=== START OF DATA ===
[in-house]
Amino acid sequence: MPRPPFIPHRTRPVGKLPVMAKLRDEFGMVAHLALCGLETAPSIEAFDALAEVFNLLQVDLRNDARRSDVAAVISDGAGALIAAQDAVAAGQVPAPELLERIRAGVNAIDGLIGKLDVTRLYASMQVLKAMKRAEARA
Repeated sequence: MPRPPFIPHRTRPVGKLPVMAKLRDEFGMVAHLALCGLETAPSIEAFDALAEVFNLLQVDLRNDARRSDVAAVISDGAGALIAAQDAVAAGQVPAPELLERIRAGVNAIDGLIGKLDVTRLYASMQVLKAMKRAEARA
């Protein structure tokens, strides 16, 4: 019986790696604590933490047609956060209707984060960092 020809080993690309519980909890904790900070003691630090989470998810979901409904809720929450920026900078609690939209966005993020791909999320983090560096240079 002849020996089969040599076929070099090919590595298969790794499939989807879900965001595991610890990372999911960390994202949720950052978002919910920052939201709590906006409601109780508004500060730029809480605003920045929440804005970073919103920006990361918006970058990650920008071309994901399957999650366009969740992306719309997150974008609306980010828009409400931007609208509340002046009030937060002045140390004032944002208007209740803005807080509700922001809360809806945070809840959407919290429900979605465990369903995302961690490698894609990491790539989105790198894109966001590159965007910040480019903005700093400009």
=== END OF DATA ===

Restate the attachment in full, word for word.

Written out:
[in-house]
Amino acid sequence: MPRPPFIPHRTRPVGKLPVMAKLRDEFGMVAHLALCGLETAPSIEAFDALAEVFNLLQVDLRNDARRSDVAAVISDGAGALIAAQDAVAAGQVPAPELLERIRAGVNAIDGLIGKLDVTRLYASMQVLKAMKRAEARA
Repeated sequence: MPRPPFIPHRTRPVGKLPVMAKLRDEFGMVAHLALCGLETAPSIEAFDALAEVFNLLQVDLRNDARRSDVAAVISDGAGALIAAQDAVAAGQVPAPELLERIRAGVNAIDGLIGKLDVTRLYASMQVLKAMKRAEARA
């Protein structure tokens, strides 16, 4: 019986790696604590933490047609956060209707984060960092 020809080993690309519980909890904790900070003691630090989470998810979901409904809720929450920026900078609690939209966005993020791909999320983090560096240079 002849020996089969040599076929070099090919590595298969790794499939989807879900965001595991610890990372999911960390994202949720950052978002919910920052939201709590906006409601109780508004500060730029809480605003920045929440804005970073919103920006990361918006970058990650920008071309994901399957999650366009969740992306719309997150974008609306980010828009409400931007609208509340002046009030937060002045140390004032944002208007209740803005807080509700922001809360809806945070809840959407919290429900979605465990369903995302961690490698894609990491790539989105790198894109966001590159965007910040480019903005700093400009």